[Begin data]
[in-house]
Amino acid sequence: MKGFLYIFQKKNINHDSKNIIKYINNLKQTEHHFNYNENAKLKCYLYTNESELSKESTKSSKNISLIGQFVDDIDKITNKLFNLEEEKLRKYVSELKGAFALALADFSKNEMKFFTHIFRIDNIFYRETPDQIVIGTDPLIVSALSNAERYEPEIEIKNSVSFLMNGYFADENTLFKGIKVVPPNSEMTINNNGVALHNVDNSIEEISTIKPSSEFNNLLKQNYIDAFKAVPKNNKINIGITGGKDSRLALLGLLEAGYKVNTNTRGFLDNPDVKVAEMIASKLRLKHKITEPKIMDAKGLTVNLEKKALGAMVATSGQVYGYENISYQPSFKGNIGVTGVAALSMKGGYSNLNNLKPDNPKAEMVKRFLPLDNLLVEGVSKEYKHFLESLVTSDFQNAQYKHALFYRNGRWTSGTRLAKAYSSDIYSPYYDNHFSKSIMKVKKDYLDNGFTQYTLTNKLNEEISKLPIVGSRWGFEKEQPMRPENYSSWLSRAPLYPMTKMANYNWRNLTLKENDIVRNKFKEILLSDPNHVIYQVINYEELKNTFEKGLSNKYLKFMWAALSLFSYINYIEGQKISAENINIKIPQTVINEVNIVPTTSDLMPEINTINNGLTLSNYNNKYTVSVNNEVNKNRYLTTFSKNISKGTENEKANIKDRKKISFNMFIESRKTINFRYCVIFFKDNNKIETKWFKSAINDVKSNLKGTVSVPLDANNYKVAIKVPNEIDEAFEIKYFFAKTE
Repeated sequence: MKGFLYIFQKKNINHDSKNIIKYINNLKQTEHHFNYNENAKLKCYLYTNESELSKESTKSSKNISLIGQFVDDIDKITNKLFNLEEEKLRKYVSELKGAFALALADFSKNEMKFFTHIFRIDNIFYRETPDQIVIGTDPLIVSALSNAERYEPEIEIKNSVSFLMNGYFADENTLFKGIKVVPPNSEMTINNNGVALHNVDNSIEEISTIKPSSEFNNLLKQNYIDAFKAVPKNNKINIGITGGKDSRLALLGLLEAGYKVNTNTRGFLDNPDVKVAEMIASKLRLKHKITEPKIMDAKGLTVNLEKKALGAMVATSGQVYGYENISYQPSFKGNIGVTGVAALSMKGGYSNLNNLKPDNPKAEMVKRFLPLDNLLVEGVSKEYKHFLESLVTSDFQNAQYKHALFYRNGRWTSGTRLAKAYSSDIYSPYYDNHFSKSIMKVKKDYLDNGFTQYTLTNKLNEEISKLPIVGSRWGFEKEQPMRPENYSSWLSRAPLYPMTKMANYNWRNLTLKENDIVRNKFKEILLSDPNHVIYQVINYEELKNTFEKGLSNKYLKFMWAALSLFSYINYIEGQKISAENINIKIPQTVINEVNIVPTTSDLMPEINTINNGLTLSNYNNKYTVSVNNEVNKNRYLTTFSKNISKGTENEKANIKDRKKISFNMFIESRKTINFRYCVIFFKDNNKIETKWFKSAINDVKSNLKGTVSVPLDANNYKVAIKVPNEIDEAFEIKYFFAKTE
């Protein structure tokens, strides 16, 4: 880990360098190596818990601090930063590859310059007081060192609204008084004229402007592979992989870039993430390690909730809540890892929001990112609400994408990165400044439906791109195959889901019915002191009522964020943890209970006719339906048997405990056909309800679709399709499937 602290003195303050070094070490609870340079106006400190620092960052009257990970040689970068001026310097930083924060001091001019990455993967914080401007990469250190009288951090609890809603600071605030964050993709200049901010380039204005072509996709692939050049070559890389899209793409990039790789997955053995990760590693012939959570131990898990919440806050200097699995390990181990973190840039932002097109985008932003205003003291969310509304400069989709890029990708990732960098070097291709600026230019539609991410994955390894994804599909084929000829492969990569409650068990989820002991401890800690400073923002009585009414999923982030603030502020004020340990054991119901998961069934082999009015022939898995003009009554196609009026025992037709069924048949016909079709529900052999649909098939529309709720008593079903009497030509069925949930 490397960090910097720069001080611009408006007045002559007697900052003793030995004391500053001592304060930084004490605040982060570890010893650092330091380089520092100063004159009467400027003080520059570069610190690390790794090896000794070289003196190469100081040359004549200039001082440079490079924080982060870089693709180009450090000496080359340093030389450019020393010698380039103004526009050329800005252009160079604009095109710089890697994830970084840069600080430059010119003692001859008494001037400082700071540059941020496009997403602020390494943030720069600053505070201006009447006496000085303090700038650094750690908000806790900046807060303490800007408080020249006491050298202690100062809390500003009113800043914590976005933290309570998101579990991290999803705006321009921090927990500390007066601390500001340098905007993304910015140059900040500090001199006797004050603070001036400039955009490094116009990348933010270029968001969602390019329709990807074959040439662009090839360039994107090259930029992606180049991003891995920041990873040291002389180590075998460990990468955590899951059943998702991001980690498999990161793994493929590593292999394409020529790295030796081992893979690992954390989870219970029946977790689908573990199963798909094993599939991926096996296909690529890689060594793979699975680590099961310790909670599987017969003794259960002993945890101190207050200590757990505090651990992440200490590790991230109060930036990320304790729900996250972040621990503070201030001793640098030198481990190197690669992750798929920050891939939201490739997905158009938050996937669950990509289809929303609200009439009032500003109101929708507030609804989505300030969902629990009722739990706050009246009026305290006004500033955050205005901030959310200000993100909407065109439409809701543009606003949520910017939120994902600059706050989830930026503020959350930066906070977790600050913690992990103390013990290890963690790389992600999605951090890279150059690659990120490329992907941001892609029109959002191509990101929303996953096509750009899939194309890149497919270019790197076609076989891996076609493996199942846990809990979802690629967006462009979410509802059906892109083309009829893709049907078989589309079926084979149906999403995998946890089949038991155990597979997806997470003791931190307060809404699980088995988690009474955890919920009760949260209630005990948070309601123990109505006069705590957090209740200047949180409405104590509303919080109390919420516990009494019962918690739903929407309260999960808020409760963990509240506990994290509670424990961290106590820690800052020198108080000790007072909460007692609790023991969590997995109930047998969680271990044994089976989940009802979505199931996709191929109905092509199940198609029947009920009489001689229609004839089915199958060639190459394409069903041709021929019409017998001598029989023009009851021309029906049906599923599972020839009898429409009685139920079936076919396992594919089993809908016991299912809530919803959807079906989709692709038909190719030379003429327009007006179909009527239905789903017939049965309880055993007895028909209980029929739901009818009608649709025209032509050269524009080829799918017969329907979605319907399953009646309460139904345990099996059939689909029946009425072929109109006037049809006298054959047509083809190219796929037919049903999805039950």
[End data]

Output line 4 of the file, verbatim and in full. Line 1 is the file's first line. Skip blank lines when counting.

């Protein structure tokens, strides 16, 4: 880990360098190596818990601090930063590859310059007081060192609204008084004229402007592979992989870039993430390690909730809540890892929001990112609400994408990165400044439906791109195959889901019915002191009522964020943890209970006719339906048997405990056909309800679709399709499937 602290003195303050070094070490609870340079106006400190620092960052009257990970040689970068001026310097930083924060001091001019990455993967914080401007990469250190009288951090609890809603600071605030964050993709200049901010380039204005072509996709692939050049070559890389899209793409990039790789997955053995990760590693012939959570131990898990919440806050200097699995390990181990973190840039932002097109985008932003205003003291969310509304400069989709890029990708990732960098070097291709600026230019539609991410994955390894994804599909084929000829492969990569409650068990989820002991401890800690400073923002009585009414999923982030603030502020004020340990054991119901998961069934082999009015022939898995003009009554196609009026025992037709069924048949016909079709529900052999649909098939529309709720008593079903009497030509069925949930 490397960090910097720069001080611009408006007045002559007697900052003793030995004391500053001592304060930084004490605040982060570890010893650092330091380089520092100063004159009467400027003080520059570069610190690390790794090896000794070289003196190469100081040359004549200039001082440079490079924080982060870089693709180009450090000496080359340093030389450019020393010698380039103004526009050329800005252009160079604009095109710089890697994830970084840069600080430059010119003692001859008494001037400082700071540059941020496009997403602020390494943030720069600053505070201006009447006496000085303090700038650094750690908000806790900046807060303490800007408080020249006491050298202690100062809390500003009113800043914590976005933290309570998101579990991290999803705006321009921090927990500390007066601390500001340098905007993304910015140059900040500090001199006797004050603070001036400039955009490094116009990348933010270029968001969602390019329709990807074959040439662009090839360039994107090259930029992606180049991003891995920041990873040291002389180590075998460990990468955590899951059943998702991001980690498999990161793994493929590593292999394409020529790295030796081992893979690992954390989870219970029946977790689908573990199963798909094993599939991926096996296909690529890689060594793979699975680590099961310790909670599987017969003794259960002993945890101190207050200590757990505090651990992440200490590790991230109060930036990320304790729900996250972040621990503070201030001793640098030198481990190197690669992750798929920050891939939201490739997905158009938050996937669950990509289809929303609200009439009032500003109101929708507030609804989505300030969902629990009722739990706050009246009026305290006004500033955050205005901030959310200000993100909407065109439409809701543009606003949520910017939120994902600059706050989830930026503020959350930066906070977790600050913690992990103390013990290890963690790389992600999605951090890279150059690659990120490329992907941001892609029109959002191509990101929303996953096509750009899939194309890149497919270019790197076609076989891996076609493996199942846990809990979802690629967006462009979410509802059906892109083309009829893709049907078989589309079926084979149906999403995998946890089949038991155990597979997806997470003791931190307060809404699980088995988690009474955890919920009760949260209630005990948070309601123990109505006069705590957090209740200047949180409405104590509303919080109390919420516990009494019962918690739903929407309260999960808020409760963990509240506990994290509670424990961290106590820690800052020198108080000790007072909460007692609790023991969590997995109930047998969680271990044994089976989940009802979505199931996709191929109905092509199940198609029947009920009489001689229609004839089915199958060639190459394409069903041709021929019409017998001598029989023009009851021309029906049906599923599972020839009898429409009685139920079936076919396992594919089993809908016991299912809530919803959807079906989709692709038909190719030379003429327009007006179909009527239905789903017939049965309880055993007895028909209980029929739901009818009608649709025209032509050269524009080829799918017969329907979605319907399953009646309460139904345990099996059939689909029946009425072929109109006037049809006298054959047509083809190219796929037919049903999805039950």